Spring is a great time for jig fishing. When tipping with live bait minnows, I like to use a long-shank jig and double hook my minnows. This allows getting the hook back farther for short-biting walleyes. I like the Northland Tackle R-Z jig because it is super sharp. Even though it is a long shank, most people hook minnows through the lips, but there’s a big problem. Every time a weed or rock bumps the jig, you lose your minnow. Same when a short-biting walleye hits. Make it a weedless hook by double hooking the minnow.

Go in the mouth of the minnow with the point of the hook coming out through the gill. Bring the collar of the jig right up to the minnow’s lips and then turn and hook it from the bottom through the back. This will make sure your jig is weedless and snagless—for the most part, anyway. You’ll get those hook sets on the walleyes just trying to nibble on a half-minnow this way. It’s a great set up for shiners, sucker minnows, large fatheads or redtail, rainbow or chubs. It’s easy to do and keeps minnows on a lot longer. In fact, I’ve caught multiple fish on the same minnows. Bait is expensive and making minnows last and work hard for us is important. I like lively minnows and they actually wiggle more when double hooked in this way. I keep them in a Frabill aqua life aerated bait station and that keeps my minnows lively right up until I’m ready.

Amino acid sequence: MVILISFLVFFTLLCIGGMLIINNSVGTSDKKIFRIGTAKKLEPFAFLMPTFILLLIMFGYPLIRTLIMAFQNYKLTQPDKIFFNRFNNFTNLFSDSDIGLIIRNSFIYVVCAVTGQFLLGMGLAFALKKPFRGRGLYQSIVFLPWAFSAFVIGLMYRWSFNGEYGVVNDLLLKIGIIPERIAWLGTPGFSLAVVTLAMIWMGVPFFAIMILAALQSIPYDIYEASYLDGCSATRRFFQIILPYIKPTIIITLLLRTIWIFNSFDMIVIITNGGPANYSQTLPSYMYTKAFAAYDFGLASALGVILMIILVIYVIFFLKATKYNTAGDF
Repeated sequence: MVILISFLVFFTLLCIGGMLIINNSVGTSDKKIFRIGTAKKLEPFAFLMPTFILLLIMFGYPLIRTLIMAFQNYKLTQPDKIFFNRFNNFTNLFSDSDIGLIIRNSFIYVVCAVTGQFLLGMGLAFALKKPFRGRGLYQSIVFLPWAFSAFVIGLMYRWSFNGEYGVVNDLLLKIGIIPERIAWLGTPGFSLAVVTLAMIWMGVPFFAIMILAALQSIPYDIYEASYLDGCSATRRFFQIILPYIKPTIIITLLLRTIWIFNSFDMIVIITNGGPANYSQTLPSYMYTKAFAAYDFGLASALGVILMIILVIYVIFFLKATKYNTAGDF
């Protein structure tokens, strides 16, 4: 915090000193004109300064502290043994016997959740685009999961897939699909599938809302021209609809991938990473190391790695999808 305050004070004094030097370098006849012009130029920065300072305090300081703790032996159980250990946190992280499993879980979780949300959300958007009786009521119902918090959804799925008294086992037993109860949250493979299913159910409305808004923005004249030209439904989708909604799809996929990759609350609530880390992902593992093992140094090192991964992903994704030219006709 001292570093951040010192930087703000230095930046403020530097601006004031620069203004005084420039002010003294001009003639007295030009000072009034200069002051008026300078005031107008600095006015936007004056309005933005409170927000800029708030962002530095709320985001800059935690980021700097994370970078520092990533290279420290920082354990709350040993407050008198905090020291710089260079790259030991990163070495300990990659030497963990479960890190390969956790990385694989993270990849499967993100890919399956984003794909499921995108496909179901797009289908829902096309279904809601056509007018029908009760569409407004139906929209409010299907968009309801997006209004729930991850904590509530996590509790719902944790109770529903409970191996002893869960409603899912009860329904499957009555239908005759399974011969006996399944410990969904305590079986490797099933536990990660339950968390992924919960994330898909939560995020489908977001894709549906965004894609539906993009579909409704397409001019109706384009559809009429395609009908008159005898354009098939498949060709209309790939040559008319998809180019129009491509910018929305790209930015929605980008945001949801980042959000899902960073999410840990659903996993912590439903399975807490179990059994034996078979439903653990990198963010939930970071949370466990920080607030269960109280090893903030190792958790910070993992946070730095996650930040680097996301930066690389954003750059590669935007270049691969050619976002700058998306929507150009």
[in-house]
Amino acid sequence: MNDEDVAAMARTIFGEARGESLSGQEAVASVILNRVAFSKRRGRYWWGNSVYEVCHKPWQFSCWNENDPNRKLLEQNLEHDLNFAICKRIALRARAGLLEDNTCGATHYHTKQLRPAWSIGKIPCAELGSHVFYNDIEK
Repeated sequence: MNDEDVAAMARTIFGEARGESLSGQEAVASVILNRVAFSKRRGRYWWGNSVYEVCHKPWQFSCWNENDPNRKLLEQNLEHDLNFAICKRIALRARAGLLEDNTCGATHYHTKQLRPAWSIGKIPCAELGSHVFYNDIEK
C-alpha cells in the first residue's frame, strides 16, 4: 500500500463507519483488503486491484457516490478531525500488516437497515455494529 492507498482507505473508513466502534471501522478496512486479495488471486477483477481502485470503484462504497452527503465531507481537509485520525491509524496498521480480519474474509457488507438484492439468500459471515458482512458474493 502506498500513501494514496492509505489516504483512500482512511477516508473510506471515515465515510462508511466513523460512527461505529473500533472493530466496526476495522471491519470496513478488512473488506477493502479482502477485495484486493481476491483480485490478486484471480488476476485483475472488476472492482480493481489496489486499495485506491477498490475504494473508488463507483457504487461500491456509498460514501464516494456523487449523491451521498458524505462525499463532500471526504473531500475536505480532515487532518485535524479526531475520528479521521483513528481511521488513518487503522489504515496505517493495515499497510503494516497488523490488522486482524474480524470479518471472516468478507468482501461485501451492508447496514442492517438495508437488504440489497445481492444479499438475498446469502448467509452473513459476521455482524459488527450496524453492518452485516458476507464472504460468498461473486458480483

This technique means more bites and less snags and you’ll catch more fish. That’s what it’s all about. See you on the water!

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